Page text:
The Death of a Playlist Blog

So I went searching for an image to mark the end of this blog leading to the above pic from an 8tracks playlist linked below. I used the search term “death of a playlist” leading to a number of dramatic images and inspiring this post’s title.

Yeah, so another experiment comes to a close. There has been some interest but not at a level to sustain the daily attention this simple project needs.

It doesn’t take a lot of time but I don’t have a lot of time and there are many other projects that could use that daily bit of attention like Crowdfunding For Musicians. For example, I could do a better job of occasional news roundups and site list updates which do seem useful to folks.

I’d already begun a process of reducing daily distractions and focusing on core projects. It was fun paying attention to playlists from a business angle and to see how things were developing but, in many ways, it’s all taking a fairly obvious path.

If you’re interested in what I’m up to besides this blog, you can find occasional updates at Flux Research, where I post about my business writing, DanceLand, which is building to a relaunch, and Crowdfunding For Musicians.

Most of my regular writing energy for the foreseeable future is reserved for freelance clients. You can contact me for more info if you need a company blogger, news aggregator, press release writer or ghostwriter: clyde(at)fluxresearch(dot)com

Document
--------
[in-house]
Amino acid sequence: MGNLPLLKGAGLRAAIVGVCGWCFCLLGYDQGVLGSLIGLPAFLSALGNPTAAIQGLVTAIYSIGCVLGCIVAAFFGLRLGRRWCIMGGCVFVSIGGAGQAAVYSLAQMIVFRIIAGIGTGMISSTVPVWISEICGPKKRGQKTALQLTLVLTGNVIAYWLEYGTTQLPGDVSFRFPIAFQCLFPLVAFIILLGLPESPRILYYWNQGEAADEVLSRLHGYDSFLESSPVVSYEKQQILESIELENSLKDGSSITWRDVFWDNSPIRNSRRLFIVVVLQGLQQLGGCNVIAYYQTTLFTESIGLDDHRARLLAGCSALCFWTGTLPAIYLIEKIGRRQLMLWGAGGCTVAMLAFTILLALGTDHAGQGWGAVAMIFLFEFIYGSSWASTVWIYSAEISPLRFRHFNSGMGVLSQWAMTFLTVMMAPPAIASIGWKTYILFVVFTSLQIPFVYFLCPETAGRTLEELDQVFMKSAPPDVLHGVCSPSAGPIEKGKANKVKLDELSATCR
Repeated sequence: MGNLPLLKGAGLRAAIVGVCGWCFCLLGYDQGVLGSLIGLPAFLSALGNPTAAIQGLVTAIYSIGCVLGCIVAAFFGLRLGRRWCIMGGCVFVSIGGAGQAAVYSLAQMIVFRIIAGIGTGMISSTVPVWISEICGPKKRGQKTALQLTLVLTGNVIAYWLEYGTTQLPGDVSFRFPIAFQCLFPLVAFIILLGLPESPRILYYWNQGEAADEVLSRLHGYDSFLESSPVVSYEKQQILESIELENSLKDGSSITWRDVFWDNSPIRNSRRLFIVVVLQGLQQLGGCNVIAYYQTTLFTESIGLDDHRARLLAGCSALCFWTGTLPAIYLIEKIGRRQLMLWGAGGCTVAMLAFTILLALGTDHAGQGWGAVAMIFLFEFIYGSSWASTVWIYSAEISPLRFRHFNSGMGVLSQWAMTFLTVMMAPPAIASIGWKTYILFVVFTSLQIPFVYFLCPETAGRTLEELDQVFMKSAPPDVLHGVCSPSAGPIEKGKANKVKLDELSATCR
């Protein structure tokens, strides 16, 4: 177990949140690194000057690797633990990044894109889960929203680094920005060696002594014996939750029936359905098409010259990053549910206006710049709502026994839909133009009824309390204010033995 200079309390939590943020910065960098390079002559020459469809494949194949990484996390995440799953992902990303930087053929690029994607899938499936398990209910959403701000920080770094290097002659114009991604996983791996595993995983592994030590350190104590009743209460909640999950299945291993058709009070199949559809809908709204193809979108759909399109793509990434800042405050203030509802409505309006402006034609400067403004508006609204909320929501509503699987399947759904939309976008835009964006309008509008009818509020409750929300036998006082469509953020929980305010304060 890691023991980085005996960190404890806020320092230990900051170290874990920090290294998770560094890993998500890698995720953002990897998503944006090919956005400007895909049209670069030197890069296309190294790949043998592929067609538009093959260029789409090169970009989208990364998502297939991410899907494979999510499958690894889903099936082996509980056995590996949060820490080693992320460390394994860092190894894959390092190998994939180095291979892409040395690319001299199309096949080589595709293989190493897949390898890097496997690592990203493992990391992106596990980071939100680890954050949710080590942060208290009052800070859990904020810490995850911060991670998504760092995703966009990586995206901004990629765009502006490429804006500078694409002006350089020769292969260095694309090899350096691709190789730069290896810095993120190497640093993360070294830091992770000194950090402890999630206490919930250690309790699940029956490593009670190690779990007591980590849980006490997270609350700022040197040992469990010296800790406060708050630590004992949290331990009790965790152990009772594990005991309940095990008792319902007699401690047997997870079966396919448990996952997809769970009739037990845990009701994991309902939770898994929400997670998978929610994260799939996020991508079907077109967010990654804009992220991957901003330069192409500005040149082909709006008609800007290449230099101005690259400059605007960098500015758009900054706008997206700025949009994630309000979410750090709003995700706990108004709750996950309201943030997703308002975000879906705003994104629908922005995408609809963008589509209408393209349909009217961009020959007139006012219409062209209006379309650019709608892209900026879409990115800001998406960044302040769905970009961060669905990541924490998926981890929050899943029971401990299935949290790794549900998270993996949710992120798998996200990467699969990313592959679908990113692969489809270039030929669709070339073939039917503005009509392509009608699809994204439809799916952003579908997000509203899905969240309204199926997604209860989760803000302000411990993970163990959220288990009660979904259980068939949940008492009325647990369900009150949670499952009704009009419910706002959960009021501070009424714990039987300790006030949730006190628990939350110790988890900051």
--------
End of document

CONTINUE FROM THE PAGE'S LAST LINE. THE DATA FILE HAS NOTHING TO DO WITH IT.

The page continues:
Image Source: 8tracks radio | Death Note Musical (8 songs) | free and music playlist

Killing The Playlists Category

So I was starting to gather unique playlists in order to figure something out about the range of playlists but it’s pretty obvious that people make playlists for all sorts of reasons and that curators/media can make them for any bit of news or theme.

That in itself is of interest since playlists are the new album and anybody can make them for any reason. It’s not just about the artistic impulses or business rationales of musicians, labels and related entities.

But I will keep posting playlists at which is focused on retweets of playlists and things people say about playlists. So that’s kind of a complement to this blog though I’d like to find a way to archive it publicly so that one could look through the range of tweets to get a sense of consumer psychology in particular.